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Crowdfunding on Indiegogo: A Member's Experience

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Crowdfunding on Indiegogo: A Member's Experience

Academy Of Handmade

Makers are often curious about crowdfunding... What's it like? When should I use it if at all? What platform is best for me? What's the process like? We have some great insider knowledge from member Pam Morales of Bubblegum Belles who used Indiegogo to help her start an artisan retail truck in Calgary (she's our first member from the Great White North!). Thanks Pam!

Q: Please introduce yourself and your business.
A: My name is Pam Morales and I’m the owner and operator of the Bubblegum Belles Artisan Truck in Calgary. I’ve travelled many different paths to get to this point. I started out working as a Mechanical Engineer but soon left that field in search of more creative work. After a couple of years working in science and technology, I went back to school to study broadcasting.  For the past 15 years, I’ve been working as a graphic artist for CTV - one of Canada’s television networks. It’s been a fun career but now I’m looking for something that is rewarding too.

Bubblegum Belles is an artisan hub on wheels featuring the works of Calgary’s many talented artists and designers and I am getting ready to launch in April 2015. The truck will carry a wide array of handcrafted items all created by local makers. Besides operating as a mobile boutique, I’ll be collaborating with some of the artisans to offer workshops to everyday Calgarians and to other artists wishing to expand their skill set. I’ll also be offering private parties where clients can have the truck curated just for them either by theme/season or by medium.

My hope is that my truck will not only get Calgarians excited about supporting and buying locally handmade products but also excited about wanting to learn to create too.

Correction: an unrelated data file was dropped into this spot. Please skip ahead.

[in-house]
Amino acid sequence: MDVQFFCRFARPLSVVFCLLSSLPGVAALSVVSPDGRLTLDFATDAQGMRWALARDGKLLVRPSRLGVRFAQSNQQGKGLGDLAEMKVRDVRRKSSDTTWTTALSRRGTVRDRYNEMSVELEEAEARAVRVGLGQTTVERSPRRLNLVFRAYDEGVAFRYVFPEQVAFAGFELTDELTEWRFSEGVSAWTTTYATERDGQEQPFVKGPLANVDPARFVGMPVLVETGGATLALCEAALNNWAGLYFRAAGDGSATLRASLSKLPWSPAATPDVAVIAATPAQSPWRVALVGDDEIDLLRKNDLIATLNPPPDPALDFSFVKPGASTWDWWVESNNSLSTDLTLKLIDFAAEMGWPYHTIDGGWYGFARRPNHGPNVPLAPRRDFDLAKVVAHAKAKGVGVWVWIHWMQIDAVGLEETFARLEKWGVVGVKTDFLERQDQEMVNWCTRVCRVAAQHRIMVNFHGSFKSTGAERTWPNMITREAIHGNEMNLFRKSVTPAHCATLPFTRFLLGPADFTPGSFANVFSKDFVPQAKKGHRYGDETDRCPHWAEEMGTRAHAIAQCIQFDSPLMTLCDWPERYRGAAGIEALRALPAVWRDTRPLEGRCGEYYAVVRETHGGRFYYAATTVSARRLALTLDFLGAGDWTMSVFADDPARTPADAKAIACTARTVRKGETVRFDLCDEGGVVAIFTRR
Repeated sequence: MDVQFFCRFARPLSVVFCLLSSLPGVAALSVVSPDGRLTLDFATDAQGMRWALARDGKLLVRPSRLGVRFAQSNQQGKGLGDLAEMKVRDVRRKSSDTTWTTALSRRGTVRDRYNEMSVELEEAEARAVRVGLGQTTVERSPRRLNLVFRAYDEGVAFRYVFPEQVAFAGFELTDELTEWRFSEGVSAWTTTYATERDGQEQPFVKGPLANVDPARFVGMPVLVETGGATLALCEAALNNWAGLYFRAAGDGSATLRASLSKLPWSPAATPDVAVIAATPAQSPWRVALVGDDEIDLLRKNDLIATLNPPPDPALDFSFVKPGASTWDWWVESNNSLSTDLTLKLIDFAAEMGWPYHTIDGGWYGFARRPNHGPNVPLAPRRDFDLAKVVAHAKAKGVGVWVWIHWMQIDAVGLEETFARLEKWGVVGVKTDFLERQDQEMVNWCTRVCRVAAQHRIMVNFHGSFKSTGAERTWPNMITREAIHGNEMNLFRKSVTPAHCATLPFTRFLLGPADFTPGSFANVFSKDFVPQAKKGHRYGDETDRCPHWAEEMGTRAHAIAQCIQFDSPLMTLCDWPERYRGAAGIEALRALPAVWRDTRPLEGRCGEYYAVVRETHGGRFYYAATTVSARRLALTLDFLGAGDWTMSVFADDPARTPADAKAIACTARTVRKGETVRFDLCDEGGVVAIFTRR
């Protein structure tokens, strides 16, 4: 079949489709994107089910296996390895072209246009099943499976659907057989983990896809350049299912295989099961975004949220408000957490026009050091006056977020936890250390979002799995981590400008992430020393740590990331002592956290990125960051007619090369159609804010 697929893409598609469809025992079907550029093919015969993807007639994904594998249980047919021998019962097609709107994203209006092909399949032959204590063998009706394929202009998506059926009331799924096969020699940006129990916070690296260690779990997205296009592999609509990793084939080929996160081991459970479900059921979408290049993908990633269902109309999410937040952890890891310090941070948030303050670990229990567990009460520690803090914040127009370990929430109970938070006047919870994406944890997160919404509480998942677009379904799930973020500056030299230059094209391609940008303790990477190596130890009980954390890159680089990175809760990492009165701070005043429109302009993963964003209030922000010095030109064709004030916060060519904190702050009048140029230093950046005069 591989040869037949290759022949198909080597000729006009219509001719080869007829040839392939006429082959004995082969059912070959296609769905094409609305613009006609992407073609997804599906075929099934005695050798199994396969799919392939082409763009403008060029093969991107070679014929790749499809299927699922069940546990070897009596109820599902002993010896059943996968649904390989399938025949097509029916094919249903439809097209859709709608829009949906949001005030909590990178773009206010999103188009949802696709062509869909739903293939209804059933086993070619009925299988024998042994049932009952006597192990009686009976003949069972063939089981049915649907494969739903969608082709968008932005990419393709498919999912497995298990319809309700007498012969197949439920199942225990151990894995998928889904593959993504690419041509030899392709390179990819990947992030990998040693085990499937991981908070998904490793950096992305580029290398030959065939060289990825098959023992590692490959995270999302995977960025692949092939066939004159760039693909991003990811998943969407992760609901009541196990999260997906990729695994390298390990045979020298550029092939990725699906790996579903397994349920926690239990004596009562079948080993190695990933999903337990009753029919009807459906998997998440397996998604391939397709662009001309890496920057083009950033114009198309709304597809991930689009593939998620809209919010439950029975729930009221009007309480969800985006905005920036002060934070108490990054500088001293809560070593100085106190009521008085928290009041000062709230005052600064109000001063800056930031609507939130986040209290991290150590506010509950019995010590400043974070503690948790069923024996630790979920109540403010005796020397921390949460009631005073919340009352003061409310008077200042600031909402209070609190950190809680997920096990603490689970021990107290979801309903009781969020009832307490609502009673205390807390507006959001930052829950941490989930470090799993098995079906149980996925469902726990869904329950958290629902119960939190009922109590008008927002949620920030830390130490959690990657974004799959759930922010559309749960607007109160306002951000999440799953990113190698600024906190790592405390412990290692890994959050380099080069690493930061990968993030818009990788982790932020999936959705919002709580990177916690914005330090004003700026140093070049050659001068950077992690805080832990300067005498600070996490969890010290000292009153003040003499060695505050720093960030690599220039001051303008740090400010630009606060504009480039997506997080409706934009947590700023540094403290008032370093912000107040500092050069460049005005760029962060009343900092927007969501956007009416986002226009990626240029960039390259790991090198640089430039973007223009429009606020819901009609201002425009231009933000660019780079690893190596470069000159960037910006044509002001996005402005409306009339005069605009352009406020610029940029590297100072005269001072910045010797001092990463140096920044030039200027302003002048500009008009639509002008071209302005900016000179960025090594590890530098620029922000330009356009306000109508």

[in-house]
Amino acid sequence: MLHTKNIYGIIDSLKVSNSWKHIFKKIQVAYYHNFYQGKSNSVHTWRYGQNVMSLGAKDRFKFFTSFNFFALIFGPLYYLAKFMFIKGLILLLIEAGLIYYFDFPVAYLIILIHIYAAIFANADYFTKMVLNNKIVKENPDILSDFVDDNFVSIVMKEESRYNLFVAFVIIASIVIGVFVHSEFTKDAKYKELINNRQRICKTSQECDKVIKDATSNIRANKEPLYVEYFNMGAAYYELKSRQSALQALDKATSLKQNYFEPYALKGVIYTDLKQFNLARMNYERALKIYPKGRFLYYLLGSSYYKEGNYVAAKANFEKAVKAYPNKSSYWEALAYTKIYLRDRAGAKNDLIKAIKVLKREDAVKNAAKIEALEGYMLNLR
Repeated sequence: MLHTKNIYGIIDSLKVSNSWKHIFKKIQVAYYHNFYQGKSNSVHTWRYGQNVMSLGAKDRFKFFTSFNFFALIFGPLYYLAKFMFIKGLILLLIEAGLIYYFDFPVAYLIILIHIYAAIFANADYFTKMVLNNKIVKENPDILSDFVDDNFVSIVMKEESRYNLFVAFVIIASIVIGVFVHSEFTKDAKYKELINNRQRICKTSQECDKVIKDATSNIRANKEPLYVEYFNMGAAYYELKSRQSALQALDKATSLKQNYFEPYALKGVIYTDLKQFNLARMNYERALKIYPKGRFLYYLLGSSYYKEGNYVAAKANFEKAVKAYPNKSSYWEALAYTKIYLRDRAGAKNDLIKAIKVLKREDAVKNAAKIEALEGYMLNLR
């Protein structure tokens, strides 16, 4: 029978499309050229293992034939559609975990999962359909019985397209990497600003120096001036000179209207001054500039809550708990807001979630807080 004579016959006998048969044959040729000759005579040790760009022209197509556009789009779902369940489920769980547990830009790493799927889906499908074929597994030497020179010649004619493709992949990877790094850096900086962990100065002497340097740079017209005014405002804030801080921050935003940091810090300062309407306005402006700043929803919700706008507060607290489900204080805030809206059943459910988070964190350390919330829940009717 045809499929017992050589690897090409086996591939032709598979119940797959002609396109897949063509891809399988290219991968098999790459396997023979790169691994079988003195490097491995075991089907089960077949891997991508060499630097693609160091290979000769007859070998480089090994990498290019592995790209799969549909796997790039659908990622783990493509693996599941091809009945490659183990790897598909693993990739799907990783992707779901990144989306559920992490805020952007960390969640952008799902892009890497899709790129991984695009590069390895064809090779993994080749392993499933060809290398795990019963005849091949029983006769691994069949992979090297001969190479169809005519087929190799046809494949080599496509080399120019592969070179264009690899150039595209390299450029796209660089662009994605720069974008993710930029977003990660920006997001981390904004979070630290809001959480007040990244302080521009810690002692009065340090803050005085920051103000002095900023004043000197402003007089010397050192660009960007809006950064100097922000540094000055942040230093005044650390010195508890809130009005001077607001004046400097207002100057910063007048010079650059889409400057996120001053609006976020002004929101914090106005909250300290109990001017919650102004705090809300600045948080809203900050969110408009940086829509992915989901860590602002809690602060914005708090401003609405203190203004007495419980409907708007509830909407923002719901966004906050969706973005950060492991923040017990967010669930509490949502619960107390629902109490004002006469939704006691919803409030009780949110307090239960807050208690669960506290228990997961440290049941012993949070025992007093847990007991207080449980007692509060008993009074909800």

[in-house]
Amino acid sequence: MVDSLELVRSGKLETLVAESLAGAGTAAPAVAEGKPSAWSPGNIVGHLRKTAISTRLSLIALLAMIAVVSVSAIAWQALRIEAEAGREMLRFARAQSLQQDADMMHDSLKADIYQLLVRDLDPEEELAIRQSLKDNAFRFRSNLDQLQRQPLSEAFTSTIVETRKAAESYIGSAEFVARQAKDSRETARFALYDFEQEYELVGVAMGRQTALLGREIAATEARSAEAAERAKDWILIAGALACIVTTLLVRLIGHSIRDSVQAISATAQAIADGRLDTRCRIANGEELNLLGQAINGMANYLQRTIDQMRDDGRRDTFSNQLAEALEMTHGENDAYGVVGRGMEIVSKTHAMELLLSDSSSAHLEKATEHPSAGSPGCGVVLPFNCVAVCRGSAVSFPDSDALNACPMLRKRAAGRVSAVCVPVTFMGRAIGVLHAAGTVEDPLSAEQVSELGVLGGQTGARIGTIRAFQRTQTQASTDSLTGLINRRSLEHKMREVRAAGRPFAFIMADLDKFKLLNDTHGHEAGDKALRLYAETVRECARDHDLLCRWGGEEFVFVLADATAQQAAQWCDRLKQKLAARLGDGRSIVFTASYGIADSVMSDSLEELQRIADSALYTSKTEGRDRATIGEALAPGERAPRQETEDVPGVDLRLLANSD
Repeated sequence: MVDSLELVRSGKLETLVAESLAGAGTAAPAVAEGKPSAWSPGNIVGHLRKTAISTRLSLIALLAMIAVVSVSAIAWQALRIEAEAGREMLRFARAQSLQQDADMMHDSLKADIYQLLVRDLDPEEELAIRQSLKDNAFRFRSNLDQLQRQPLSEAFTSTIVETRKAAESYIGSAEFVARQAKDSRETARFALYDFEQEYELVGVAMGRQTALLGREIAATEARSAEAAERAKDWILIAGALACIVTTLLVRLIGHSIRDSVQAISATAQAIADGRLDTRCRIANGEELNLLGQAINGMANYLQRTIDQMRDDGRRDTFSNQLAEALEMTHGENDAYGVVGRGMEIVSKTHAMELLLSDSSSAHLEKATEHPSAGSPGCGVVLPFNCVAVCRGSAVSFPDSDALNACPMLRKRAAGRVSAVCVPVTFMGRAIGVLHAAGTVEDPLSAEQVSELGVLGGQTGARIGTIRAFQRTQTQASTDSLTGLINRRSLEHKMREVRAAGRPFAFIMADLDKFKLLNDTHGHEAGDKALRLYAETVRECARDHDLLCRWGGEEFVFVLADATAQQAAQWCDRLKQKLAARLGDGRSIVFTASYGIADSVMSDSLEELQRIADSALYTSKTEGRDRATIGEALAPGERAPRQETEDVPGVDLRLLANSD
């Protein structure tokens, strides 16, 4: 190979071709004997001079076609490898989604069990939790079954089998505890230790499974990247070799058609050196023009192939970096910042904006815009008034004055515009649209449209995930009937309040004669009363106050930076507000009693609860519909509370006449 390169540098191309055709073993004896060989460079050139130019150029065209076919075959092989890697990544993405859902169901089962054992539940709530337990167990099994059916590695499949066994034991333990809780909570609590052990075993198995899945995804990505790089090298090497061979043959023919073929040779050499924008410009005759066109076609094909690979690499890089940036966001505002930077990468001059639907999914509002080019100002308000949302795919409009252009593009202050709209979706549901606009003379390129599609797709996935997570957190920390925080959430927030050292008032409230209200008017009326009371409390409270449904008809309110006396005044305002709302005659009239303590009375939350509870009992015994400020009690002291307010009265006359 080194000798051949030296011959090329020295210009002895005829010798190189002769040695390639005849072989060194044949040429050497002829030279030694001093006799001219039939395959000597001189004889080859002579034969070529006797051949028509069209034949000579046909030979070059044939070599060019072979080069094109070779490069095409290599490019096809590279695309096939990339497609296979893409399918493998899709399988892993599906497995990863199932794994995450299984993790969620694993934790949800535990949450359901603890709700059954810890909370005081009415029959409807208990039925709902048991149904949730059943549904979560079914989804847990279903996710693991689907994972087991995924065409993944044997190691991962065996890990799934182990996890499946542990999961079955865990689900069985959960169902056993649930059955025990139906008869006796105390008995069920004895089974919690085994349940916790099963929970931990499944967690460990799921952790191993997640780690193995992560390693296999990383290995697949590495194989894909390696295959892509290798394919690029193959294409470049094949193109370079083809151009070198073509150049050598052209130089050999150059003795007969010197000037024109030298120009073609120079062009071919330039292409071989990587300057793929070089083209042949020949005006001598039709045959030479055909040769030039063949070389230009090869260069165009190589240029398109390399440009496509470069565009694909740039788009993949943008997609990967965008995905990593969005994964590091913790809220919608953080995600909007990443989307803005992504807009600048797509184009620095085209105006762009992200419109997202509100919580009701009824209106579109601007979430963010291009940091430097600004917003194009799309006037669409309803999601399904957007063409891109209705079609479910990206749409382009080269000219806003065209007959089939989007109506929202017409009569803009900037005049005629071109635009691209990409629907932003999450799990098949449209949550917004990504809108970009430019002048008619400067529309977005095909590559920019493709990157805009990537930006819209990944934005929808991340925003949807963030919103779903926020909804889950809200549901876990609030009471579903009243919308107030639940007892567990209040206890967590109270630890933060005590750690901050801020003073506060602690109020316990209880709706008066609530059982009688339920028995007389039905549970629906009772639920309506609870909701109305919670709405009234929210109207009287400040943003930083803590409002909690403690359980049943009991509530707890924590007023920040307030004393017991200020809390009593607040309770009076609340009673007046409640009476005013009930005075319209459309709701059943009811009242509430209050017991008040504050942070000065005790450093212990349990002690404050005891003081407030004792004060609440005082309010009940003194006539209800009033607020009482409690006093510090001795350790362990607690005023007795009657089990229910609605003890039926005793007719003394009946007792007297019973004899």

Q: Why did you decide to start a mobile handmade shop?
A: I was inspired by the overwhelming success of the food truck industry, the growing trend of pop-up shops and my love of everything handmade. The food truck business has become quite a phenomenon and so I thought that a crafty off-shoot of Calgary’s food fad would be a great fit.  Having a brick and mortar store in my city is way too prohibitive so I’m taking advantage of the lower overhead costs involved in having a mobile retail shop.

Q: You funded the start of this endeavor with a crowdfunding campaign, can you tell us about it a little?
A: I debated for a very long time about using a crowdfunding platform. I don’t like asking for money and I felt vulnerable by putting my idea out there to be judged before it even started. But, because I already had some financial debts, I didn’t want to dig a deeper hole for myself. Using a crowdfunding platform was a great way to raise funds so as not increase my financial burden too much more. It’s a growing trend and gaining in popularity though you’ll still come across skeptics and people who think it’s silly to give to anything other than a charity.

Q: Why did you decide to do this over a loan or credit?
A: I’m actually using both the funds I raised through my IndieGoGo campaign and a loan I took out against my house. The money from IndieGoGo is being used to purchase a truck, renovate it, and wrap it with new graphics. The money from my loan is being used to purchase stock, marketing, and advertising.